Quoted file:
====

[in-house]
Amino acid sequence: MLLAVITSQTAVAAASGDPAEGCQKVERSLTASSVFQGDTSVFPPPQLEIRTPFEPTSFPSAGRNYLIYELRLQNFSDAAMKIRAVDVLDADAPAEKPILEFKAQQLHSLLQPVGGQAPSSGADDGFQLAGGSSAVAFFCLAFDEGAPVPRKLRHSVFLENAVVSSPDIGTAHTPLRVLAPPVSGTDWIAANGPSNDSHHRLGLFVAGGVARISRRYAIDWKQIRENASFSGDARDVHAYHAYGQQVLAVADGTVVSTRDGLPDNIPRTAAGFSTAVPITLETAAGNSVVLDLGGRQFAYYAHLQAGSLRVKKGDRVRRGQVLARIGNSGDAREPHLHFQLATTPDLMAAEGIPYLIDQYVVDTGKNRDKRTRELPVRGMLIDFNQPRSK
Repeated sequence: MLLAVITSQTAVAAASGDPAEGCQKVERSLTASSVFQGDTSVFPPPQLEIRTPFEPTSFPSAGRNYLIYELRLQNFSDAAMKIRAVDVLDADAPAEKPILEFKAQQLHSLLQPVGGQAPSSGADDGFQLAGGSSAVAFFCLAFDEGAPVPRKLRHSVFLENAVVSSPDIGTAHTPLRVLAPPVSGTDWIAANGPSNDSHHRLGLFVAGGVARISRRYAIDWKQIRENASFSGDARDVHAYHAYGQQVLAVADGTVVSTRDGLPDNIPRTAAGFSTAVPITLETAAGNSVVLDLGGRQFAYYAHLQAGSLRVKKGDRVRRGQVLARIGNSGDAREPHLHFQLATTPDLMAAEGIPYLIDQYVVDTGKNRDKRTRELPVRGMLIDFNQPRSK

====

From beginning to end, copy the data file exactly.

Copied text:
[in-house]
Amino acid sequence: MLLAVITSQTAVAAASGDPAEGCQKVERSLTASSVFQGDTSVFPPPQLEIRTPFEPTSFPSAGRNYLIYELRLQNFSDAAMKIRAVDVLDADAPAEKPILEFKAQQLHSLLQPVGGQAPSSGADDGFQLAGGSSAVAFFCLAFDEGAPVPRKLRHSVFLENAVVSSPDIGTAHTPLRVLAPPVSGTDWIAANGPSNDSHHRLGLFVAGGVARISRRYAIDWKQIRENASFSGDARDVHAYHAYGQQVLAVADGTVVSTRDGLPDNIPRTAAGFSTAVPITLETAAGNSVVLDLGGRQFAYYAHLQAGSLRVKKGDRVRRGQVLARIGNSGDAREPHLHFQLATTPDLMAAEGIPYLIDQYVVDTGKNRDKRTRELPVRGMLIDFNQPRSK
Repeated sequence: MLLAVITSQTAVAAASGDPAEGCQKVERSLTASSVFQGDTSVFPPPQLEIRTPFEPTSFPSAGRNYLIYELRLQNFSDAAMKIRAVDVLDADAPAEKPILEFKAQQLHSLLQPVGGQAPSSGADDGFQLAGGSSAVAFFCLAFDEGAPVPRKLRHSVFLENAVVSSPDIGTAHTPLRVLAPPVSGTDWIAANGPSNDSHHRLGLFVAGGVARISRRYAIDWKQIRENASFSGDARDVHAYHAYGQQVLAVADGTVVSTRDGLPDNIPRTAAGFSTAVPITLETAAGNSVVLDLGGRQFAYYAHLQAGSLRVKKGDRVRRGQVLARIGNSGDAREPHLHFQLATTPDLMAAEGIPYLIDQYVVDTGKNRDKRTRELPVRGMLIDFNQPRSK